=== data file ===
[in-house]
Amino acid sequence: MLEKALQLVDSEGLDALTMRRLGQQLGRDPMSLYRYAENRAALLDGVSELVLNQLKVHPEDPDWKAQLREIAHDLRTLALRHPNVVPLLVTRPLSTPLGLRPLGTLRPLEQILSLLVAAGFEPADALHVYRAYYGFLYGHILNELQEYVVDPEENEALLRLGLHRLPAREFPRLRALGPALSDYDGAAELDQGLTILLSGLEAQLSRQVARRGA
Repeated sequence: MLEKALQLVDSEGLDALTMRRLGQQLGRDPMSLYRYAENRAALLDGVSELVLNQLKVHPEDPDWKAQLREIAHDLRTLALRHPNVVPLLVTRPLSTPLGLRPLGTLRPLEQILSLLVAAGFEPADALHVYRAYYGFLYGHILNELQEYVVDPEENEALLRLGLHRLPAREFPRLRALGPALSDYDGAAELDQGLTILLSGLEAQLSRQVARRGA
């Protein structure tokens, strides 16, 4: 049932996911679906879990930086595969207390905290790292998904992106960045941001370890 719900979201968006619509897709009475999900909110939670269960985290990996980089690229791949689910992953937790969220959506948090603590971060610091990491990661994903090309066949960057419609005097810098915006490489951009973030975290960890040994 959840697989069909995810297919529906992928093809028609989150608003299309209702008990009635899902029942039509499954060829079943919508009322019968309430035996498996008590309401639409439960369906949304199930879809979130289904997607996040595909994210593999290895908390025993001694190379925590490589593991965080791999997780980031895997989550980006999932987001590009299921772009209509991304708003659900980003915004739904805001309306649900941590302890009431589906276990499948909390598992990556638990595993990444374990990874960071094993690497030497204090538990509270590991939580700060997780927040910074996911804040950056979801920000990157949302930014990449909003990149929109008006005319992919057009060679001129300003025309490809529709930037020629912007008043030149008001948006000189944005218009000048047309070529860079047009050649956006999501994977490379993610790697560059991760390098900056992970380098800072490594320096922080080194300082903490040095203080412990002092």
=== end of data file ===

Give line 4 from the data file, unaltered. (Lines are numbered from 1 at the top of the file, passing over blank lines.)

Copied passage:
């Protein structure tokens, strides 16, 4: 049932996911679906879990930086595969207390905290790292998904992106960045941001370890 719900979201968006619509897709009475999900909110939670269960985290990996980089690229791949689910992953937790969220959506948090603590971060610091990491990661994903090309066949960057419609005097810098915006490489951009973030975290960890040994 959840697989069909995810297919529906992928093809028609989150608003299309209702008990009635899902029942039509499954060829079943919508009322019968309430035996498996008590309401639409439960369906949304199930879809979130289904997607996040595909994210593999290895908390025993001694190379925590490589593991965080791999997780980031895997989550980006999932987001590009299921772009209509991304708003659900980003915004739904805001309306649900941590302890009431589906276990499948909390598992990556638990595993990444374990990874960071094993690497030497204090538990509270590991939580700060997780927040910074996911804040950056979801920000990157949302930014990449909003990149929109008006005319992919057009060679001129300003025309490809529709930037020629912007008043030149008001948006000189944005218009000048047309070529860079047009050649956006999501994977490379993610790697560059991760390098900056992970380098800072490594320096922080080194300082903490040095203080412990002092």